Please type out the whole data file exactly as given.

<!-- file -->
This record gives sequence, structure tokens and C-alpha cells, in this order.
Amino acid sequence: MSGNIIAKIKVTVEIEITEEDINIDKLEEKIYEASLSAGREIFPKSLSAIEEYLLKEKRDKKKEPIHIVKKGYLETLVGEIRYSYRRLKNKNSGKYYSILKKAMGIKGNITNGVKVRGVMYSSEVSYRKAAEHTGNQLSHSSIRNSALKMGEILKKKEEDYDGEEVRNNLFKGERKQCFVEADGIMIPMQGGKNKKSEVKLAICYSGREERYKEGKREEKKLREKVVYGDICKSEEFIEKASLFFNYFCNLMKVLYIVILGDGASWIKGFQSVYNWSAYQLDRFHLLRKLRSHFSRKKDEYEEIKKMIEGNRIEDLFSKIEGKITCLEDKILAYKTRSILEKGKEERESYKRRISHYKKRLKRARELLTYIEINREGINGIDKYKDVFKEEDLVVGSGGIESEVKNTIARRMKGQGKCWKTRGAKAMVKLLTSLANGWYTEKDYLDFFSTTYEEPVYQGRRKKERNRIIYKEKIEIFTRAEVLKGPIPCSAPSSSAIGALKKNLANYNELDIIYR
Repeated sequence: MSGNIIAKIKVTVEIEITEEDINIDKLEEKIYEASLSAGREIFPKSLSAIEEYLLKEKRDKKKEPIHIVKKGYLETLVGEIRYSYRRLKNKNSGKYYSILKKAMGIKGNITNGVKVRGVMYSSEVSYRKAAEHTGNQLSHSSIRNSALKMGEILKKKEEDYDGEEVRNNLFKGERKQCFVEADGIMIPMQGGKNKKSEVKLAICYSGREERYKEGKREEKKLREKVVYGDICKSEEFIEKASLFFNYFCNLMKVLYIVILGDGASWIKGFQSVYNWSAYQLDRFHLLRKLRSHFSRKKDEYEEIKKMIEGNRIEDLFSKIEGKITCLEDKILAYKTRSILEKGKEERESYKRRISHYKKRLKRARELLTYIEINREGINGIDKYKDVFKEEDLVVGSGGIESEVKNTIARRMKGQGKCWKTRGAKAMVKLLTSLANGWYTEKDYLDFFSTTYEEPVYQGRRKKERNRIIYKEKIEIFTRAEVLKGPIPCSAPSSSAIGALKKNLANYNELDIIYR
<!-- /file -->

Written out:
This record gives sequence, structure tokens and C-alpha cells, in this order.
Amino acid sequence: MSGNIIAKIKVTVEIEITEEDINIDKLEEKIYEASLSAGREIFPKSLSAIEEYLLKEKRDKKKEPIHIVKKGYLETLVGEIRYSYRRLKNKNSGKYYSILKKAMGIKGNITNGVKVRGVMYSSEVSYRKAAEHTGNQLSHSSIRNSALKMGEILKKKEEDYDGEEVRNNLFKGERKQCFVEADGIMIPMQGGKNKKSEVKLAICYSGREERYKEGKREEKKLREKVVYGDICKSEEFIEKASLFFNYFCNLMKVLYIVILGDGASWIKGFQSVYNWSAYQLDRFHLLRKLRSHFSRKKDEYEEIKKMIEGNRIEDLFSKIEGKITCLEDKILAYKTRSILEKGKEERESYKRRISHYKKRLKRARELLTYIEINREGINGIDKYKDVFKEEDLVVGSGGIESEVKNTIARRMKGQGKCWKTRGAKAMVKLLTSLANGWYTEKDYLDFFSTTYEEPVYQGRRKKERNRIIYKEKIEIFTRAEVLKGPIPCSAPSSSAIGALKKNLANYNELDIIYR
Repeated sequence: MSGNIIAKIKVTVEIEITEEDINIDKLEEKIYEASLSAGREIFPKSLSAIEEYLLKEKRDKKKEPIHIVKKGYLETLVGEIRYSYRRLKNKNSGKYYSILKKAMGIKGNITNGVKVRGVMYSSEVSYRKAAEHTGNQLSHSSIRNSALKMGEILKKKEEDYDGEEVRNNLFKGERKQCFVEADGIMIPMQGGKNKKSEVKLAICYSGREERYKEGKREEKKLREKVVYGDICKSEEFIEKASLFFNYFCNLMKVLYIVILGDGASWIKGFQSVYNWSAYQLDRFHLLRKLRSHFSRKKDEYEEIKKMIEGNRIEDLFSKIEGKITCLEDKILAYKTRSILEKGKEERESYKRRISHYKKRLKRARELLTYIEINREGINGIDKYKDVFKEEDLVVGSGGIESEVKNTIARRMKGQGKCWKTRGAKAMVKLLTSLANGWYTEKDYLDFFSTTYEEPVYQGRRKKERNRIIYKEKIEIFTRAEVLKGPIPCSAPSSSAIGALKKNLANYNELDIIYR